Tuesday, 13 September 2022 12:15

Play new games for free during ACMI's Big Games Night In

Massive Monster's Cult of the Lamb Massive Monster's Cult of the Lamb

The Big Games Night In is part of ACMI's contribution to Melbourne International Games Week, and gives the public an opportunity to play a selection of new Australian videogames at no charge.

This curated selection of free-to-access games includes Cult of the Lamb, A Halloween Valentine, and e-Scape and Drive Me to the Moon.

They will be available to play from home throughout the whole of Melbourne International Games Week, starting Sunday 2 October.

Most are Windows only, but some can be played on consoles.

ACMI will also host several Ask Me Anything sessions with game developers via a Discord server, allowing people to communicate directly with game developers. A Discord link will appear on this page on 2 October.

The Big Games Night In will feature numerous 2022 Australian Game Developer Awards (AGDAs) finalists, and ACMI is hosting the inaugural ACMI Audience Award. The public is invited to visit ACMI to try out a selection of outstanding games and vote for their favourite, with the winner to be announced on Sunday 9 October 2022.

ACMI provided the following descriptions of some of the games featuring in this year's Big Games Night In:

Cult of the Lamb by Melbourne developers Massive Monster is an adorably dark adventure/management game that sees you play god-worshipper and recruit other animals to join your cult.

A Halloween Valentine (pictured below) is the much anticipated follow-up to last year's award-winning Video World by Things for Humans. A spooky and romantic puzzle game with a synth-pop soundtrack composed by Jacob Leaney, get a first look at A Halloween Valentine at BGNI.


e-scape by Olivia Haines is a zen nature experience game that sees you explore an abandoned virtual world – a love letter to the bygone online worlds of the 2000s, and Drive Me to the Moon is a tiny open-world driving game with a romantic twist.

Susurrus is a narrative adventure game created by winner of the ACMI + RMIT Games Prize, Caleb Noeller, in collaboration with Sarah Carlton. Explore a foreign country as Bo, who teams up with his friend Asha to help find Bo's archaeologist uncle who has mysteriously gone missing.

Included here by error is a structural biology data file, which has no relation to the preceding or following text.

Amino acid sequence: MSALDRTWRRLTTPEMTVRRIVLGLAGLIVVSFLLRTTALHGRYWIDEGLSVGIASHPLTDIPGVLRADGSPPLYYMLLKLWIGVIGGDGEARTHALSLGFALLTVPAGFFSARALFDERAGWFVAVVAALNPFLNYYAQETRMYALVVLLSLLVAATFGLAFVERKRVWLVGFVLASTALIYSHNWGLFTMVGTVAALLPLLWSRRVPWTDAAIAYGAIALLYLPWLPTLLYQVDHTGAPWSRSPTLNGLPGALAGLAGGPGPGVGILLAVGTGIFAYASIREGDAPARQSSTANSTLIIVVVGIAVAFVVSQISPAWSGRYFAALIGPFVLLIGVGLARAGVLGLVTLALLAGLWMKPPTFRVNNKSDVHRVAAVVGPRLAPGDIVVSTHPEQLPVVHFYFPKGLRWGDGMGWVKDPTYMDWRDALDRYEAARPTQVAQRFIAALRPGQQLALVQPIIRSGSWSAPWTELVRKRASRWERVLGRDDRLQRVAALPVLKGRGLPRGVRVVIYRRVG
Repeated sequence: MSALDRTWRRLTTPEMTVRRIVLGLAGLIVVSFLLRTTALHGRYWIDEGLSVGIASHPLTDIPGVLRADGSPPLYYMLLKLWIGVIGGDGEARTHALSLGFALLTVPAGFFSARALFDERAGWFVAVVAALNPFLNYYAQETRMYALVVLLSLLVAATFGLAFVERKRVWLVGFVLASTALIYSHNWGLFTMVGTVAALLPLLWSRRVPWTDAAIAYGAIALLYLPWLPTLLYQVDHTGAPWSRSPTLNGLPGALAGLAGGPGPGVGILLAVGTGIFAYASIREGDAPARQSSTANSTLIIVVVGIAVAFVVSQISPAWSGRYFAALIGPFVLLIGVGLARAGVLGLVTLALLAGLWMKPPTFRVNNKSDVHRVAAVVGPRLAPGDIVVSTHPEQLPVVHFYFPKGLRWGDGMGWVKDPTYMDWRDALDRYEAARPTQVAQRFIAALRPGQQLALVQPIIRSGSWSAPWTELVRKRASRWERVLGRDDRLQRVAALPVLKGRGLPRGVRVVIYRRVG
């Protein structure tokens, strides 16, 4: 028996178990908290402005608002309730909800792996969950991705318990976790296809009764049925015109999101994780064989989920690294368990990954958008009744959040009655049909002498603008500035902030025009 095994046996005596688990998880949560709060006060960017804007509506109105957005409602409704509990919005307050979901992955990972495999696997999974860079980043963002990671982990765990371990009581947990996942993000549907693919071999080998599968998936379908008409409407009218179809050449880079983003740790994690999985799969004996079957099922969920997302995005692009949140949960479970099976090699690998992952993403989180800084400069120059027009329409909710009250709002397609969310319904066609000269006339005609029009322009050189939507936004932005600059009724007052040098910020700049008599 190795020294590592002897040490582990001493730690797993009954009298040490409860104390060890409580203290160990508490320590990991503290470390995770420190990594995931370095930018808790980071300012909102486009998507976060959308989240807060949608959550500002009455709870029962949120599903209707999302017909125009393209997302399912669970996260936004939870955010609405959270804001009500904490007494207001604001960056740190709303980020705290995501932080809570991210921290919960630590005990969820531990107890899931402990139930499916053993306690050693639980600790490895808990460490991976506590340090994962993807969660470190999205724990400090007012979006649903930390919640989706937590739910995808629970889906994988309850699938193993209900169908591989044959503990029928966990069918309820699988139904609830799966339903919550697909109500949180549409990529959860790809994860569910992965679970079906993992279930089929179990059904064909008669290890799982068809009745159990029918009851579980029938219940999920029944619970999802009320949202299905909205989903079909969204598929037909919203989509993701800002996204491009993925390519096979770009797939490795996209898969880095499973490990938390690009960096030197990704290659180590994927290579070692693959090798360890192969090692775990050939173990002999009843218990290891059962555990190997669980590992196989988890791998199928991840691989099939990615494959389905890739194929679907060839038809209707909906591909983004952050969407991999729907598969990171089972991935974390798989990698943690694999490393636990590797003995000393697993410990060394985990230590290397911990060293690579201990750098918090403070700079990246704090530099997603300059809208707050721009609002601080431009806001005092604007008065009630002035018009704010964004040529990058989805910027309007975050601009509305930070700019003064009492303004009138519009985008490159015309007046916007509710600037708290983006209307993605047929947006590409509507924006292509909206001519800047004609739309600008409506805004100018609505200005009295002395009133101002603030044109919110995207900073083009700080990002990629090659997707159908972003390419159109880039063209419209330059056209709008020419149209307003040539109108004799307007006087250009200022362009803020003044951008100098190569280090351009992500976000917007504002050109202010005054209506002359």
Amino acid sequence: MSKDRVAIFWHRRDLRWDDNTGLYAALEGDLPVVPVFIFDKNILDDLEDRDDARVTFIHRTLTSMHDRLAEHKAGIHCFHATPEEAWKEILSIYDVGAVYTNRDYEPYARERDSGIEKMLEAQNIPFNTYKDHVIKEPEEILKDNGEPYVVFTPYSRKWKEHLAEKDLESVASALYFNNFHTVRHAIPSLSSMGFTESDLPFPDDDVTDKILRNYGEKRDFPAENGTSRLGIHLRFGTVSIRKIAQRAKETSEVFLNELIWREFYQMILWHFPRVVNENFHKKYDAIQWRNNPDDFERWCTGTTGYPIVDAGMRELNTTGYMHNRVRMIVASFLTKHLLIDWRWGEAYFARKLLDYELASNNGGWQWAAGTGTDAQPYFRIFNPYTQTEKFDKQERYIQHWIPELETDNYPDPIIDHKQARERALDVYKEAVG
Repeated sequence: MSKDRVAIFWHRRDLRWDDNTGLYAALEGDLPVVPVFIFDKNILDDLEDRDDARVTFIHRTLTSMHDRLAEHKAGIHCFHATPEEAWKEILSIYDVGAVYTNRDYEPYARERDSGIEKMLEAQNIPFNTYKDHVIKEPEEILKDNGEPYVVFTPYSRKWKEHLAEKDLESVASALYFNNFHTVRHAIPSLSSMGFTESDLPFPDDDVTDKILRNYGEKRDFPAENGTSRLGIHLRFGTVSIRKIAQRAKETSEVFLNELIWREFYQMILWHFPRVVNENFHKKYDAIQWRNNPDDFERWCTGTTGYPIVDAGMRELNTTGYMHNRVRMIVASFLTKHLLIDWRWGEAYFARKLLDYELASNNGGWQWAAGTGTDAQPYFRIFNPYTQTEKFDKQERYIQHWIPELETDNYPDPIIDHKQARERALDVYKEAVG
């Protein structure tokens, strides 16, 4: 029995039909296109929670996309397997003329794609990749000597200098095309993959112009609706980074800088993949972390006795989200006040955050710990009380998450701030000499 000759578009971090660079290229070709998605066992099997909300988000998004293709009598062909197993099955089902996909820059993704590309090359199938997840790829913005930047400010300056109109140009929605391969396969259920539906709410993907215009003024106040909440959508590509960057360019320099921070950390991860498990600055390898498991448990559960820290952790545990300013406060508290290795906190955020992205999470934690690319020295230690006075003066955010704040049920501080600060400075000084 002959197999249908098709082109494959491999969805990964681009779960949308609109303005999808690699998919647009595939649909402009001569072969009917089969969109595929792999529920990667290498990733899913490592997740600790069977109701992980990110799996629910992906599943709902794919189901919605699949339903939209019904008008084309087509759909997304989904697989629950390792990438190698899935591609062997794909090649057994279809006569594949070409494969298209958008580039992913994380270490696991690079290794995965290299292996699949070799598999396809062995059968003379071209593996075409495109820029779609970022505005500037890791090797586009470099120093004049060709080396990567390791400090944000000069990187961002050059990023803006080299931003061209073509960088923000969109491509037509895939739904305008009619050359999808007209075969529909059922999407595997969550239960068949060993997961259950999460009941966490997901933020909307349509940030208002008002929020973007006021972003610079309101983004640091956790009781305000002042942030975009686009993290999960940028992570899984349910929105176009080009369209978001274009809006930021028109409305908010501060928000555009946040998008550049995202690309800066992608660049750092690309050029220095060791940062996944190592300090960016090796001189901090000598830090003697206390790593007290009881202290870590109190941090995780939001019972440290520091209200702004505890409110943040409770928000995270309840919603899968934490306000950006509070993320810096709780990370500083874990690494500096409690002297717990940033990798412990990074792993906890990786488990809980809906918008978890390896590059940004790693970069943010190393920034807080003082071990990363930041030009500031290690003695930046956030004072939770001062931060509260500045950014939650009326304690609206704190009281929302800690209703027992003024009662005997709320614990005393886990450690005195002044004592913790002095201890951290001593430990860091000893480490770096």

Mars First Logistics by Ian MacLarty is an open-world physics simulator set on the surface of Mars. Your task is to build robots, gather materials and help deliver unwieldy resources to other space colonies, and explore the hostile environment by any means necessary.

Call of the Golden Valley is a first-person modern murder mystery by O'Saurus Studios, set in the High Country of Victoria. After a magpie postpones your trip to America, a friend asks you to go look for her missing brother in a regional town. Travel to Phillipston, interview locals and uncover clues.

Butterfly Dollhouse was created by ACMI + RMIT Games Prize runner up Chase Profeca, along with team members Jessica Schembri, Jessica Tuohey, Joshua Bowyer and Jam Walker. The game features a player exploring a dollhouse to uncover secrets and solve adorable puzzles.

ACMI videogames curator and public programmer Arieh Offman said "ACMI is so proud to be presenting the Big Games Night In for the third consecutive year as part of Melbourne International Games Week.

"This event enables ACMI and its audiences to show its support for the local videogames industry and the variety of world-class games being created right here in Victoria and beyond.

"The Big Games Night In is a great opportunity for families and friends to get together and share memorable times playing the latest videogames."

Things for Humans game developer Jacob Leaney said "I'm excited to be part of ACMI's Big Games Night In this year because it's a way for me to connect with audiences who may not always consider themselves gamers! It's a practical and fun way to reach these audiences and celebrate local games with the community!"

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Stephen Withers

Stephen Withers is one of Australia¹s most experienced IT journalists, having begun his career in the days of 8-bit 'microcomputers'. He covers the gamut from gadgets to enterprise systems. In previous lives he has been an academic, a systems programmer, an IT support manager, and an online services manager. Stephen holds an honours degree in Management Sciences and a PhD in Industrial and Business Studies.

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